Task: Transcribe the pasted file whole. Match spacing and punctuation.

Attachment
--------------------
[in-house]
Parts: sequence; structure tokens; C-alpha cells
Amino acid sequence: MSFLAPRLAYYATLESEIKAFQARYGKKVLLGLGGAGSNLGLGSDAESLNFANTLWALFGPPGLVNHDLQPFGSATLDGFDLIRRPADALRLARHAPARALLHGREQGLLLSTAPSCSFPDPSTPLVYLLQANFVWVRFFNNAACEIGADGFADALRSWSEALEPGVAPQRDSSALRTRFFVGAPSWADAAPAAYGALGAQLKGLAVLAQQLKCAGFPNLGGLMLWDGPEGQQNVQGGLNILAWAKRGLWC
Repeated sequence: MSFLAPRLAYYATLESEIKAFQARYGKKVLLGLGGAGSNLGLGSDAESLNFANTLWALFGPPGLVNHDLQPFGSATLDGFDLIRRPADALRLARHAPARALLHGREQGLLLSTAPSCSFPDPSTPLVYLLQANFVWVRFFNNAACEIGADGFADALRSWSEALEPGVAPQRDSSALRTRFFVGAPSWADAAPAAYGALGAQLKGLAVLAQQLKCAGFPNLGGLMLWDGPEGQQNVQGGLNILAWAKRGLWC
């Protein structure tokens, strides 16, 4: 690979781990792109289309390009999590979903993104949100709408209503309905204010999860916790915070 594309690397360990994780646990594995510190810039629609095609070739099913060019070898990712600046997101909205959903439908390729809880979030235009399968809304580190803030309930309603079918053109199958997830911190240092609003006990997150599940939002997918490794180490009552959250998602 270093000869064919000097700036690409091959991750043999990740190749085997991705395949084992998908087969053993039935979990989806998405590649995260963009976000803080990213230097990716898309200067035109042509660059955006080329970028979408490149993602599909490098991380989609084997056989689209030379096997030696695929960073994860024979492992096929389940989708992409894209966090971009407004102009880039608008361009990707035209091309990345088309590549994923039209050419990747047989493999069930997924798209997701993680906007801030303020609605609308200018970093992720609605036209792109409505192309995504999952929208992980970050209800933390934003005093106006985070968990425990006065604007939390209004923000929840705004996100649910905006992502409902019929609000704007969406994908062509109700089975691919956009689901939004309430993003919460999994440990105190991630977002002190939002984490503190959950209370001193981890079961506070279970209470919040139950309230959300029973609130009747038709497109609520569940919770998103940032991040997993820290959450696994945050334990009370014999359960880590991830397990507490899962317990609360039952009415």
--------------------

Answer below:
[in-house]
Parts: sequence; structure tokens; C-alpha cells
Amino acid sequence: MSFLAPRLAYYATLESEIKAFQARYGKKVLLGLGGAGSNLGLGSDAESLNFANTLWALFGPPGLVNHDLQPFGSATLDGFDLIRRPADALRLARHAPARALLHGREQGLLLSTAPSCSFPDPSTPLVYLLQANFVWVRFFNNAACEIGADGFADALRSWSEALEPGVAPQRDSSALRTRFFVGAPSWADAAPAAYGALGAQLKGLAVLAQQLKCAGFPNLGGLMLWDGPEGQQNVQGGLNILAWAKRGLWC
Repeated sequence: MSFLAPRLAYYATLESEIKAFQARYGKKVLLGLGGAGSNLGLGSDAESLNFANTLWALFGPPGLVNHDLQPFGSATLDGFDLIRRPADALRLARHAPARALLHGREQGLLLSTAPSCSFPDPSTPLVYLLQANFVWVRFFNNAACEIGADGFADALRSWSEALEPGVAPQRDSSALRTRFFVGAPSWADAAPAAYGALGAQLKGLAVLAQQLKCAGFPNLGGLMLWDGPEGQQNVQGGLNILAWAKRGLWC
């Protein structure tokens, strides 16, 4: 690979781990792109289309390009999590979903993104949100709408209503309905204010999860916790915070 594309690397360990994780646990594995510190810039629609095609070739099913060019070898990712600046997101909205959903439908390729809880979030235009399968809304580190803030309930309603079918053109199958997830911190240092609003006990997150599940939002997918490794180490009552959250998602 270093000869064919000097700036690409091959991750043999990740190749085997991705395949084992998908087969053993039935979990989806998405590649995260963009976000803080990213230097990716898309200067035109042509660059955006080329970028979408490149993602599909490098991380989609084997056989689209030379096997030696695929960073994860024979492992096929389940989708992409894209966090971009407004102009880039608008361009990707035209091309990345088309590549994923039209050419990747047989493999069930997924798209997701993680906007801030303020609605609308200018970093992720609605036209792109409505192309995504999952929208992980970050209800933390934003005093106006985070968990425990006065604007939390209004923000929840705004996100649910905006992502409902019929609000704007969406994908062509109700089975691919956009689901939004309430993003919460999994440990105190991630977002002190939002984490503190959950209370001193981890079961506070279970209470919040139950309230959300029973609130009747038709497109609520569940919770998103940032991040997993820290959450696994945050334990009370014999359960880590991830397990507490899962317990609360039952009415």